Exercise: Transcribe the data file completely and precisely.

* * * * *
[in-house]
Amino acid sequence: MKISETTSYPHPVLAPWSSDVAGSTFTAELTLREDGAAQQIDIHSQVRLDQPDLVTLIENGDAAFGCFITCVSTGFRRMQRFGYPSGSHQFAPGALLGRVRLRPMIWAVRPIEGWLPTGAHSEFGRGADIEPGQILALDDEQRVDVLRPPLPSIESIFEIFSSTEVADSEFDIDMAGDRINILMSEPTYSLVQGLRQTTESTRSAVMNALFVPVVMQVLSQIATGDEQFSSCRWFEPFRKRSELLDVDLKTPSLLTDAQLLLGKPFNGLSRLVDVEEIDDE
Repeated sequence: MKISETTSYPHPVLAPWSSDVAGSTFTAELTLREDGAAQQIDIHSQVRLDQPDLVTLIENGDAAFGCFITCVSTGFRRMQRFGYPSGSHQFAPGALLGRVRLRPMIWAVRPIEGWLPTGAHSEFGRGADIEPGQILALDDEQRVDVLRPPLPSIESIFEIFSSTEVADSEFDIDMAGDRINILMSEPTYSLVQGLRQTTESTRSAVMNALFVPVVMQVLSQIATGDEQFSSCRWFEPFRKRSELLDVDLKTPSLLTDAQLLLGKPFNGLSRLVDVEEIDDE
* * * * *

[in-house]
Amino acid sequence: MKISETTSYPHPVLAPWSSDVAGSTFTAELTLREDGAAQQIDIHSQVRLDQPDLVTLIENGDAAFGCFITCVSTGFRRMQRFGYPSGSHQFAPGALLGRVRLRPMIWAVRPIEGWLPTGAHSEFGRGADIEPGQILALDDEQRVDVLRPPLPSIESIFEIFSSTEVADSEFDIDMAGDRINILMSEPTYSLVQGLRQTTESTRSAVMNALFVPVVMQVLSQIATGDEQFSSCRWFEPFRKRSELLDVDLKTPSLLTDAQLLLGKPFNGLSRLVDVEEIDDE
Repeated sequence: MKISETTSYPHPVLAPWSSDVAGSTFTAELTLREDGAAQQIDIHSQVRLDQPDLVTLIENGDAAFGCFITCVSTGFRRMQRFGYPSGSHQFAPGALLGRVRLRPMIWAVRPIEGWLPTGAHSEFGRGADIEPGQILALDDEQRVDVLRPPLPSIESIFEIFSSTEVADSEFDIDMAGDRINILMSEPTYSLVQGLRQTTESTRSAVMNALFVPVVMQVLSQIATGDEQFSSCRWFEPFRKRSELLDVDLKTPSLLTDAQLLLGKPFNGLSRLVDVEEIDDE